Things I like about Sydney No. 43: Miniature Ponds in the Hidden Hearts of Plants
On either side of the pathway leading up to our shack in the bush is a cultivated patch of garden. The left hand side is covered half in ferns and half in a tropical red and green plant. The right hand side is covered in spider plants. These two beds are the only bit of the entire garden which we maintain (apart from the pathway around the house on which I constantly wage a losing battle with weeds). The rest of the garden is left to nature and resembles the bush we're perched in. If we leave the two garden beds to nature, however, they become overwhelmed with the unfortunately named Wandering Jew.
Wandering Jew is "an aggressive scrambling creeper that can smother other plants as it forms a mat-like cover of the ground it occupies." Lane Cove Council, who maintain the trail running alongside the creek below our house, periodically sweep through the area pulling the creeper up, right to the edges of our garden. So I feel obliged to carry on their good work and to do the same around the house. And as the weed has very weak roots it is a very satisfying job to do - the plant comes up easily just by yanking at any of its long many-leaved stems. Much more fun than weeding the path which leaves me with blisters and holes in my gardening gloves.
The council are currently losing the war against trandescantia albiflora (to give Wandering Jew its proper name. So-called after John Tradescant who created the Ark in Lambeth, a private cabinet of curiosities which subsequently opened to the public as the first museum in London. He is also known as one of the world's most renowned plant collectors). The volunteers are obviously slacking off as Christmas approaches.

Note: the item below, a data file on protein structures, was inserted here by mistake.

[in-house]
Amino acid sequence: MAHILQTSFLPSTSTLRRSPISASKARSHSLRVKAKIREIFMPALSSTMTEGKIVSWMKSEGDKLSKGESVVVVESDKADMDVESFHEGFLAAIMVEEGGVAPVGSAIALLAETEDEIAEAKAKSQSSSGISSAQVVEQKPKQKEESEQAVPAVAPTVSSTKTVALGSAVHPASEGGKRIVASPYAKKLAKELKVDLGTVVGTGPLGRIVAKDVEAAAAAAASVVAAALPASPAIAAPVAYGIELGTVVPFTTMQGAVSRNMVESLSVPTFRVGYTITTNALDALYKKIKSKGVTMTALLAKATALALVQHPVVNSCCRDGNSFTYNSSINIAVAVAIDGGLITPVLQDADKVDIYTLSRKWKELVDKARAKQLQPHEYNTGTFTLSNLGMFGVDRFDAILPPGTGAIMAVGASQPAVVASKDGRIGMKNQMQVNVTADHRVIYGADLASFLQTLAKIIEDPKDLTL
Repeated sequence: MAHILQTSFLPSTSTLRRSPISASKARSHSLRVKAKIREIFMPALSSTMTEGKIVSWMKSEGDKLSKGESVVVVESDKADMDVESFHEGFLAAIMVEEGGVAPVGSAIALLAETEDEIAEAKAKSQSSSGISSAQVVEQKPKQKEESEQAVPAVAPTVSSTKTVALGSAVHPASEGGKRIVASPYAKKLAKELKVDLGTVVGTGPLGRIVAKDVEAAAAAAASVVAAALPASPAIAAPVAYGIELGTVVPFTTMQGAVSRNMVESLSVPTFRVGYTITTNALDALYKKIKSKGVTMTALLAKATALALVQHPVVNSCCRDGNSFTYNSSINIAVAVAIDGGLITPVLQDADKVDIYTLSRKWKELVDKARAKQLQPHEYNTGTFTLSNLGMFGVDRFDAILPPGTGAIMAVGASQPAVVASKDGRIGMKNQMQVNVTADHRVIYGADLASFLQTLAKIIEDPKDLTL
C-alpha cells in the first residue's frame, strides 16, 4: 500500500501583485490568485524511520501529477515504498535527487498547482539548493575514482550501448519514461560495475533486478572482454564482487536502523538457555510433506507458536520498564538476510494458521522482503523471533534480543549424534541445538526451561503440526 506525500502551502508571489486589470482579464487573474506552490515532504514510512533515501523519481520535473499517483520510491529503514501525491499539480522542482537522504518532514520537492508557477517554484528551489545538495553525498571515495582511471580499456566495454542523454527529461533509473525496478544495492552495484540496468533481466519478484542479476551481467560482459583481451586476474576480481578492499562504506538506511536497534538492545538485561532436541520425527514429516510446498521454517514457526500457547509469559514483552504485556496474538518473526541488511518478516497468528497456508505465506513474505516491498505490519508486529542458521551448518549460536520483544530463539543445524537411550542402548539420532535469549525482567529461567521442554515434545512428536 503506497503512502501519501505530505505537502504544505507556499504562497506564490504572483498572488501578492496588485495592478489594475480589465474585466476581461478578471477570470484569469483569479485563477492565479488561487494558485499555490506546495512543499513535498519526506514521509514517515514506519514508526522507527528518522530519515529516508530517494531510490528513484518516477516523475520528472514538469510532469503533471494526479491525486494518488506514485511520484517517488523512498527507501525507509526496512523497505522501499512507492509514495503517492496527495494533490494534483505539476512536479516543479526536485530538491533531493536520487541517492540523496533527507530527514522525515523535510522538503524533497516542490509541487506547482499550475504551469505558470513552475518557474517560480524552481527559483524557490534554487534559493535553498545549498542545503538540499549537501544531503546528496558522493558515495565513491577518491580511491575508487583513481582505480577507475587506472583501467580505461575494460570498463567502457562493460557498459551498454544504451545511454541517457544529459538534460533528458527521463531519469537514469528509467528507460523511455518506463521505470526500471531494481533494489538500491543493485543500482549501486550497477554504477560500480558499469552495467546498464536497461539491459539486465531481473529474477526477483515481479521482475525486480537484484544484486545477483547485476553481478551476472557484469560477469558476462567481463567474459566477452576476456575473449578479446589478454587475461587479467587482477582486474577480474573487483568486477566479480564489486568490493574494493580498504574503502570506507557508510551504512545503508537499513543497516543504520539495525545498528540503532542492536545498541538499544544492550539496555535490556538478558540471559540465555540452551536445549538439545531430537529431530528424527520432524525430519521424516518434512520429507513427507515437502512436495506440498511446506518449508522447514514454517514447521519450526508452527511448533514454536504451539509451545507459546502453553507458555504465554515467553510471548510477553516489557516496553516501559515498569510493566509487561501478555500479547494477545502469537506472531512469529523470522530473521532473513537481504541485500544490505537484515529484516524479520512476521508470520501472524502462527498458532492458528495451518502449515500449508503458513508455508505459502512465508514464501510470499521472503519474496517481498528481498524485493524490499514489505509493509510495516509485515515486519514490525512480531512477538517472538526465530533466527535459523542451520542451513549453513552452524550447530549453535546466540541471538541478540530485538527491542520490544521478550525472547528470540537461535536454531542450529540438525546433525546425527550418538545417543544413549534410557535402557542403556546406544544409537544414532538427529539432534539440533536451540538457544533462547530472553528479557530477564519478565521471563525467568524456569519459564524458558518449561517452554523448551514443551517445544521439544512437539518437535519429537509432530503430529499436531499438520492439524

Here's a view up to our house from the creek. You can see one end of our bird-feeding balcony.
Wandering Jew creeps along the bush floor, entirely covering everything except the rocks and trees. The Council volunteers have to work their way down the creek, on their hands and knees, putting all the weeds into large white sacks. Every time I see them I think of joining in, but then I think of the funnel-web spiders, the cobwebs of the large Golden Orb Weavers, the red ants, the Golden Crowned Snakes and I immediately dissuade myself from doing any such foolish thing.
Alongside the creek itself, here just below our house, the weed is prevented from reaching the water's edge because of the rocks forming the creek's bank. Further down, along a small channel of water that flows towards the creek, where some beautiful flowers grow in the moist soil, you can see they are completely surrounded by a carpet of Wandering Jew (it's the plant spreading out from the bottom right-hand corner of this photo).
Anyway, the battle was won against tradescantia albiflora yesterday in the patch of garden alongside our front path. Victory goes to the ferns and the red and green tropical plants. And it was whilst tending the latter that I noticed today's blog subject: miniature ponds.
Each of the tropical plants I was de-weeding had, at its reddest centre, a miniature aquatic garden, a secret pond, complete with fantastical flowers and swimming insects. And I hadn't noticed them until on my hands and knees pulling out weeds, my nose inches from their leaves.
Poking up from within the rain-filled hearts of each plant were bright flowers, of an unexpected purple colour, clashing quite viole(n)tly with their surroundings.
After staring stupidly at my discovery for a few minutes I then also discovered that said miniature ponds were a perfectly nice breeding ground for mosquitoes and that just then, ouch!, one was feeding greedily on my elbow, brazen despite the fact that it was the middle of the day when all mosquitoes are supposed to be asleep. Now I felt like a true pioneer - just as you discover something amazing and beautiful you simultaneously discover it has a wretched downside...